Apr 1, 1991

Management of hypertension by reduction in sympathetic activity

Hypertension
C J Mathias

Abstract

The sympathetic nervous system may initiate or maintain hypertension, and a range of approaches that reduce sympathetic activity is often of value in management. These may include nonpharmacological methods, such as the various forms of behavioral therapy (e.g., meditation, relaxation, and biofeedback techniques); weight reduction and avoidance of particular foods and agents that stimulate sympathetic activity (including caffeine and alcohol), and regular physical exercise. Pharmacological therapy includes centrally acting drugs such as alpha-methyldopa, clonidine, and reserpine; ganglionic blockers such as hexamethonium; agents acting on sympathetic nerve terminals such as guanethidine and debrisoquine; and drugs that may act at multiple sites, such as the beta-adrenergic blockers. The role of reducing sympathetic activity in the current management of hypertension and its complications is considered in this overview.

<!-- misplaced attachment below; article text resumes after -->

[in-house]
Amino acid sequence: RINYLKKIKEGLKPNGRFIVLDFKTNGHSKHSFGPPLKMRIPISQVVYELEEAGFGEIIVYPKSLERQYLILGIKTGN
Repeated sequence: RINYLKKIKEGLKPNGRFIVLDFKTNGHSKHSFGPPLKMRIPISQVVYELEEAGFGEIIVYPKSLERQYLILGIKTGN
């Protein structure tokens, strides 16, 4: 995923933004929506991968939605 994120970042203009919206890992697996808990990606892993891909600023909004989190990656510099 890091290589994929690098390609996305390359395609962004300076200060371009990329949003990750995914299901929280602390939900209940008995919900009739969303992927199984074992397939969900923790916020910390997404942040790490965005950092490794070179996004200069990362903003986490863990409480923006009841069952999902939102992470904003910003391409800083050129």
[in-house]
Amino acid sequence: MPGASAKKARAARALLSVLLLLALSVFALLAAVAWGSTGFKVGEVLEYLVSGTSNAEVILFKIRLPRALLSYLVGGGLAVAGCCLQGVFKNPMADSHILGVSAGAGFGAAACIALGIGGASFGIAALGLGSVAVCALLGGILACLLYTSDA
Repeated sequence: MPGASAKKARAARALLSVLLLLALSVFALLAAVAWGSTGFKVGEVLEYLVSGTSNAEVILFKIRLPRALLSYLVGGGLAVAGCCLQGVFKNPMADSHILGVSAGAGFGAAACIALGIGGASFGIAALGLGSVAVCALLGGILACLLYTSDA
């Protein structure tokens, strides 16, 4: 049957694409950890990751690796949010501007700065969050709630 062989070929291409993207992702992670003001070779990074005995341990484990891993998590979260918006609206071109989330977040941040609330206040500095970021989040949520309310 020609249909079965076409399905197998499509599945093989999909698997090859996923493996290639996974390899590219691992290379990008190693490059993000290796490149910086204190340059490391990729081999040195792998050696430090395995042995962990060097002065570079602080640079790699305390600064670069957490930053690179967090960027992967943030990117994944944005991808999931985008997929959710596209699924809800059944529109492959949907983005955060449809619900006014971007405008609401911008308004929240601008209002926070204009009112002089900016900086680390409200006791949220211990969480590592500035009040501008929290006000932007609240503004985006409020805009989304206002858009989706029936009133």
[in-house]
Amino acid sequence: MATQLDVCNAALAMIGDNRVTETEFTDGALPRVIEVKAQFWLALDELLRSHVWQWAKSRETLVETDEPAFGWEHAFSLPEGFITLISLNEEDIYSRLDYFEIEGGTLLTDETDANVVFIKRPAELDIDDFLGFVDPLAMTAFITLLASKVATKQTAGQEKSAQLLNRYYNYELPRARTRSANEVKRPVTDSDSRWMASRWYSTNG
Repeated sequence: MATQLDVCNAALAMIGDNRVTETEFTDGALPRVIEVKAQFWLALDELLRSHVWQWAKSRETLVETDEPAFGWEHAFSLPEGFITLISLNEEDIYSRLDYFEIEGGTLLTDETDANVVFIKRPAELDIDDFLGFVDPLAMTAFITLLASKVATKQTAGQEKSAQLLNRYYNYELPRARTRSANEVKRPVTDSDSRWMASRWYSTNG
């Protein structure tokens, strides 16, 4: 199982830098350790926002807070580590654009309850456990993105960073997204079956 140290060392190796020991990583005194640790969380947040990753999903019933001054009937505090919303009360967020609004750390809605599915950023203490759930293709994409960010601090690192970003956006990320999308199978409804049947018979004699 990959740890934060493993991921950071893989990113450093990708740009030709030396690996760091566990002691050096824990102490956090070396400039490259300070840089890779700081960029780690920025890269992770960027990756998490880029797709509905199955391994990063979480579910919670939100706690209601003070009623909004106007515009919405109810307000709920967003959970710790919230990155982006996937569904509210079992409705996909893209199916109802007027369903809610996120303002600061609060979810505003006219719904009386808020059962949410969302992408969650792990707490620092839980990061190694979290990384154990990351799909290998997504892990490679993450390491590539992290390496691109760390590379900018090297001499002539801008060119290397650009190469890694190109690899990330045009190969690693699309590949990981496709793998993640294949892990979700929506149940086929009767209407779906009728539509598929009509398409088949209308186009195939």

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Mentioned in this Paper

DRUG Screen Quant Caffeine
Debrisoquin
Sympathetic Nervous System
Diastolic Blood Pressure
Sembrina
Biological Feedback
Entire Sympathetic Nervous System
Guanethidine
Hypertensive Disease
Hexamethonium

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